Reality Bites

Life after college – the time between graduation and finding a job that pays your rent without making you puke. Panic time. By spinning something fresh out of something familiar, Reality Bites scores the first comedy knockout of the new year. It also brings out the vibrant best in Winona Ryder and Ethan Hawke as friends who resist being lovers, makes a star of Janeane Garofalo as their tart-tongued buddy and puts Ben Stiller on the map as a director. The 28-year-old Stiller, who also acts in the film as a yuppie profiteer, pushes beyond the incisive parody of his late, lamented Fox TV series, The Ben Stiller Show, to reveal the fears that kick in after school's out. And debuting screenwriter Helen Childress, 23, works playfully hip variations on the Slacker-Singles theme. Even when Reality Bites stoops to being glibly ingratiating, it gets the behavioral details right.

It's graduation day at an unnamed university in Texas. Class valedictorian Lelaina Pierce (Ryder) is trashing her parents' generation for trading in their '60s ideals for a BMW and a pair of running shoes. Now that it's her turn to show up the sellouts, Lelaina is unnerved. She takes a $400-a-week job as an assistant to a boobish local talk-show host (John Mahoney) who hates her "pointy little face" and intellectual condescension. Keep it "light and perky," he tells Lelaina. She thinks he's so cheesy she "can't watch him without crackers."

Still, the job helps pay the rent on the Houston apartment Lelaina shares with her best friend, Vickie (Garofalo), who's now a manager at the Gap and attending jeans-folding seminars. Is this what college prepared them for? Lelaina thinks not; she also thinks it's a bad idea to let another school chum, Troy (Hawke), move in. In Lelaina's view, Troy – an unemployed philosophy major slouching toward a career as a rock musician – will turn the apartment into a "den of slack." But Vickie persists. "He's strange, he's sloppy, he's a total nightmare for women," she admits. "I can't believe I haven't slept with him yet." Garofalo, a regular on the Stiller series and HBO's acclaimed Larry Sanders Show, is a sensational comic find. She can lace a laugh with feeling in a unique way that promises a big future in movies.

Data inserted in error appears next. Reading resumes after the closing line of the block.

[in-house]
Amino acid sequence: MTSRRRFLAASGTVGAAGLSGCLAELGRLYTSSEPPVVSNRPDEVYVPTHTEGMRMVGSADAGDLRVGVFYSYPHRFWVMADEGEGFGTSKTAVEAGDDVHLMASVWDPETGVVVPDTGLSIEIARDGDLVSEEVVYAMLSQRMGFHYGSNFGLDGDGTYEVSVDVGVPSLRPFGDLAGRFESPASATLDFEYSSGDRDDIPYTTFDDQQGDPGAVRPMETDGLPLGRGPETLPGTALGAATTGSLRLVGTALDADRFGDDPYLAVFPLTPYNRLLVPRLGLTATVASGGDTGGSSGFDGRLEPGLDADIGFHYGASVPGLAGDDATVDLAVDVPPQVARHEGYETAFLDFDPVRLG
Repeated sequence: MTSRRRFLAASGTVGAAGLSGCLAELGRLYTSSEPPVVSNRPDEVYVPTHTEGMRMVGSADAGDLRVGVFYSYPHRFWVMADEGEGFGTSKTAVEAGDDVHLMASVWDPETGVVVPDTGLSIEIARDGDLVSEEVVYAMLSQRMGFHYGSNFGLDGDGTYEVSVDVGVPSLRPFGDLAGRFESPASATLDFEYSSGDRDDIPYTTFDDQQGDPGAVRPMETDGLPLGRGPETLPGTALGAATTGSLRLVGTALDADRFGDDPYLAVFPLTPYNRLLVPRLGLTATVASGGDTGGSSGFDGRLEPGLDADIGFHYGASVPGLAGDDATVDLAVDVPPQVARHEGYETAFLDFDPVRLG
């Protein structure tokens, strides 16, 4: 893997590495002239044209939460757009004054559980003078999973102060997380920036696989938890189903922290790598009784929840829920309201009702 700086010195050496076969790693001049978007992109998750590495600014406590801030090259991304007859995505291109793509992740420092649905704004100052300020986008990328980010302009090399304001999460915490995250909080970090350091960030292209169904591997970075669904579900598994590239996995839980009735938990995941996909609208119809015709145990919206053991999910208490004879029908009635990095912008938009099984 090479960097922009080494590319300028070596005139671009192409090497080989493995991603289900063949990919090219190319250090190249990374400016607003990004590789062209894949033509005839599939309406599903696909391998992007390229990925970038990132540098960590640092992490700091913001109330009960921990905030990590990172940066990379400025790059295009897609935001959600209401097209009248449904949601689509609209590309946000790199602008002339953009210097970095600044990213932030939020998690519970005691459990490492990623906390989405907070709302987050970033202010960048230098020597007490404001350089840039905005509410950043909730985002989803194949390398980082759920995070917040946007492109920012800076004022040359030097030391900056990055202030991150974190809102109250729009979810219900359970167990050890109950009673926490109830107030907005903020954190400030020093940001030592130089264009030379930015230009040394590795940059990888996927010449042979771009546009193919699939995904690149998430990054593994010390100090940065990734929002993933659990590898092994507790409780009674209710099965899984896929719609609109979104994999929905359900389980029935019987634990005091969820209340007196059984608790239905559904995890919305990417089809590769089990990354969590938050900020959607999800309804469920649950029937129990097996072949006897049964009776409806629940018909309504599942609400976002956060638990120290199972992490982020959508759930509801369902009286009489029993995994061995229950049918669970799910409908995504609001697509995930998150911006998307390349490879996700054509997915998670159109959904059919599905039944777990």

Vickie lists the men she has slept with in a notebook; it was 66 at last count. Commitment scares her. As Lelaina says, "She's out the door before the condom comes off." It's Vickie and her friend Sammy (Steve Zahn), a closeted gay, who see the unspoken attraction that sparks the dis sessions between Lelaina and Troy. "Why don't you two just do it and get it over with," says Vickie. But Troy is more likely to cop an attitude than express emotion. Hawke (Dead Poets Society, Alive!) could have slid by on grunge sexiness. Instead, he finds reserves of passion in this hard case who doesn't want to end up like his working-stiff father, now dying of prostate cancer. "Hello," says Troy, answering the phone at home, "you've reached the winter of our discontent."

Reality Bites is that rare film that captures the strain unemployment puts on friendships as well as finances. "You eat and couch and fondle the remote control," Lelaina tells Troy in disgust. But when she's fired from the talk show, her behavior isn't much different. These characters take comfort in ducking reality through talking, toking, watching '70s TV reruns and grooving to such oldie hits as Squeeze's "Tempted" and the Knack's "My Sharona." Lelaina captures all the fun and angst on her camcorder for a documentary she would like to sell to PBS. Instead, the footage winds up in the hands of Michael Grates (Stiller), an exec for the In Your Face cable channel ("It's like MTV but with an edge"). Michael falls hard for Lelaina and sees her videos as a perfect start for some reality programming. Stiller is wildly funny. He even makes us feel for this well-meaning college dropout who insists there's more to his life than a balance sheet. "I know why the caged bird sings," he says.